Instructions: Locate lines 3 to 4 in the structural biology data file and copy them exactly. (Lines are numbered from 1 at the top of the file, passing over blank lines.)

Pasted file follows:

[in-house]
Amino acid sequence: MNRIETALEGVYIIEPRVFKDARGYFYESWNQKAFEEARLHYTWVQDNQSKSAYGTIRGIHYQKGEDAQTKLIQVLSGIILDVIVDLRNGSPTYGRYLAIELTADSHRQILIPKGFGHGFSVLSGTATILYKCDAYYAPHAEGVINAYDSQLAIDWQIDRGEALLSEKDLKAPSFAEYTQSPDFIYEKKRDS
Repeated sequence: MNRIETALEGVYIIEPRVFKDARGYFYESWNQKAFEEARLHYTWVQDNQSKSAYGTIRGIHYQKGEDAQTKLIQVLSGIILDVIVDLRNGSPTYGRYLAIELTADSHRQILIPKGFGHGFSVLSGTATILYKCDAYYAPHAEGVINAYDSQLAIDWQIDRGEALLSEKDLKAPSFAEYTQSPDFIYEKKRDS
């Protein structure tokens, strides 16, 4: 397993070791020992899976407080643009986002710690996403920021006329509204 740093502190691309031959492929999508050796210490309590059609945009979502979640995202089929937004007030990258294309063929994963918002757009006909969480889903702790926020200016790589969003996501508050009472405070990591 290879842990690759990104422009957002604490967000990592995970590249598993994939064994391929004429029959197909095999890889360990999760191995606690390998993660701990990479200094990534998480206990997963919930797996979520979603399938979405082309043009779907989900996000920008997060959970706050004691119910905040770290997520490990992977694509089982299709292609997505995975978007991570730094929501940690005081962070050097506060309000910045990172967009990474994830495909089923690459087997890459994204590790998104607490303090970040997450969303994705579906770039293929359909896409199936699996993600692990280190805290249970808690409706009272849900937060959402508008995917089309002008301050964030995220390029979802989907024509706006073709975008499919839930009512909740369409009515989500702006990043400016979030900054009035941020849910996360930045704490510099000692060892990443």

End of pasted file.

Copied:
Repeated sequence: MNRIETALEGVYIIEPRVFKDARGYFYESWNQKAFEEARLHYTWVQDNQSKSAYGTIRGIHYQKGEDAQTKLIQVLSGIILDVIVDLRNGSPTYGRYLAIELTADSHRQILIPKGFGHGFSVLSGTATILYKCDAYYAPHAEGVINAYDSQLAIDWQIDRGEALLSEKDLKAPSFAEYTQSPDFIYEKKRDS
């Protein structure tokens, strides 16, 4: 397993070791020992899976407080643009986002710690996403920021006329509204 740093502190691309031959492929999508050796210490309590059609945009979502979640995202089929937004007030990258294309063929994963918002757009006909969480889903702790926020200016790589969003996501508050009472405070990591 290879842990690759990104422009957002604490967000990592995970590249598993994939064994391929004429029959197909095999890889360990999760191995606690390998993660701990990479200094990534998480206990997963919930797996979520979603399938979405082309043009779907989900996000920008997060959970706050004691119910905040770290997520490990992977694509089982299709292609997505995975978007991570730094929501940690005081962070050097506060309000910045990172967009990474994830495909089923690459087997890459994204590790998104607490303090970040997450969303994705579906770039293929359909896409199936699996993600692990280190805290249970808690409706009272849900937060959402508008995917089309002008301050964030995220390029979802989907024509706006073709975008499919839930009512909740369409009515989500702006990043400016979030900054009035941020849910996360930045704490510099000692060892990443």